Tag Archive for Starbucks

Social Media Success is About The Customers, Stupid

How do you define success with leveraging social media?  With each passing conference and industry event, the perennial mainstays of social media case studies tend to remain the same:  Dell, Comcast, Southwest Airlines, Starbucks.  All deservedly so, mind you – each of these companies embraced personalized approaches to engaging customers and building long term relationships.  “Yadda yadda yadda,” you say.  They all in many ways were first to market, which in an industry like marketing tends to benefit those who create the buzz first.

Being first to market doesn’t guarantee success, nor is it a requirement to gain success.  Despite the maturity of social media practices, I still see lots of companies (some of them clients) still either waiting to get in the game or are in it with a heavy dose of skepticism.  Often times this is because they think of success as whether their story gets placed in AdAge or is mentioned by a pundit at a conference.  It occurred to me that companies who think this way are missing the golden opportunity to focus on their customers first.  Here are some simple thoughts on defining success that may help illustrate the point.  What would you add to this list?

Social Media Success is NOT:
…getting a celebrity to retweet a post
…having more positive than negative sentiment from a social media monitoring tool
…having more “likes” than your competitors
…launching a corporate blog
…getting coverage at PR and marketing conferences

Social Media Success IS:
…seeing a customer come to the defense of the brand in a discussion on your company’s Facebook page
…seeing the sentiment from a social media monitoring tool improve over time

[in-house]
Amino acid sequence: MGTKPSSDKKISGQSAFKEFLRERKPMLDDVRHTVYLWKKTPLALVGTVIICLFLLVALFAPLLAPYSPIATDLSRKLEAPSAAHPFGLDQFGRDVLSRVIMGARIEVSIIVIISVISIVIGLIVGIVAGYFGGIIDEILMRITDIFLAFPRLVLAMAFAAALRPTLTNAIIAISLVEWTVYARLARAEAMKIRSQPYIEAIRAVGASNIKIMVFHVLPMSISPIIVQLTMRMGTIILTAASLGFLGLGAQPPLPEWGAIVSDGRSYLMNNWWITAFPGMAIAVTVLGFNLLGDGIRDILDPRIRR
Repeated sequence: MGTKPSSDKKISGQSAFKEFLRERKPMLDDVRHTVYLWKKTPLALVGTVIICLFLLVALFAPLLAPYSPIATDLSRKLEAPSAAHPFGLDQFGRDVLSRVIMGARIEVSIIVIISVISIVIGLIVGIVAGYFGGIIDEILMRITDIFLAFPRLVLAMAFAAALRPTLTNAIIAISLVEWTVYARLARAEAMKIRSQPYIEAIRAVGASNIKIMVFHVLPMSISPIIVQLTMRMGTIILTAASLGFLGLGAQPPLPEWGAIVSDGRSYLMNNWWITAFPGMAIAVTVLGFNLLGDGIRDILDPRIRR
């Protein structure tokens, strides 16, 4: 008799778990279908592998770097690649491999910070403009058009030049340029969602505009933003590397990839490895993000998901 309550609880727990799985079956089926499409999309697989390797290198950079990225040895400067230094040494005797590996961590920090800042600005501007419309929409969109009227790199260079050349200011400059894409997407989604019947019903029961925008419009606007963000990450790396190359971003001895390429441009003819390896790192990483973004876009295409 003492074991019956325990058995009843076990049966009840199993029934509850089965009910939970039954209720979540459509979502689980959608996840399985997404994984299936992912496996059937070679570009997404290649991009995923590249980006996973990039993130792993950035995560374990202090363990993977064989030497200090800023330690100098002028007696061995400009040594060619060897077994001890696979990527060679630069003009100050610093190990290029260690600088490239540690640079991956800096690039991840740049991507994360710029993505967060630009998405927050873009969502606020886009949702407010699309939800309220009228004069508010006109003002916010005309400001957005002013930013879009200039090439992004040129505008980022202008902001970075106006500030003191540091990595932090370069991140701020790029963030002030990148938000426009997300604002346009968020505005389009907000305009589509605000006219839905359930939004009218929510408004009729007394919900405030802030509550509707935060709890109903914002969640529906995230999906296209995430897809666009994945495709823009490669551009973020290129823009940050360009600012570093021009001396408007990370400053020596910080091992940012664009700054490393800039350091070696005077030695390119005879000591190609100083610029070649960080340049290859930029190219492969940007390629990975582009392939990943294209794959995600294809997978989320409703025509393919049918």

…watching customers share and comment on really valuable and relevant content your team created
…hearing a customer or business partner mention a recent blog post helped influence their decision
…getting coverage at PR and marketing conferences because of business results achieved

Success is about building relationships that “move the needle” with customers – smart marketers understand the needs, attitudes and behaviors of their customers and prospects better than anyone. Leverage that insight to build long term relationships with customers (whether first to market with the tactic or not) and success will follow.

Photo credit: cayusa via flickr

Some Brand Haiku Humor

Good friend Aaron Strout had a moment of inspiration on a plane and decided to challenge a few friends to come up with Haikus about recent brand experiences.  In his continuing reign as the Kevin Bacon of Social Media, Aaron was quickly able to recruit a list of talented marketers to join in the fun. See the entire list at Aaron’s original post.  Don’t recall what a Haiku is?  Here you go.

I chose three recent brand experiences (one bad, one good, and one so good it’s bad).

Dropped calls and big fees
AT&T it’s time to
rethink possible.

Long line at Starbucks
The first sip hits my blood stream
Sweet nectar of Gods.

A long lost classic
Thanks for bringing back McRib
Now put it back, please.

You can find more Haikus by following the chain on to Jason Falls, and by watching Twitter for the hashtag #brandhaiku.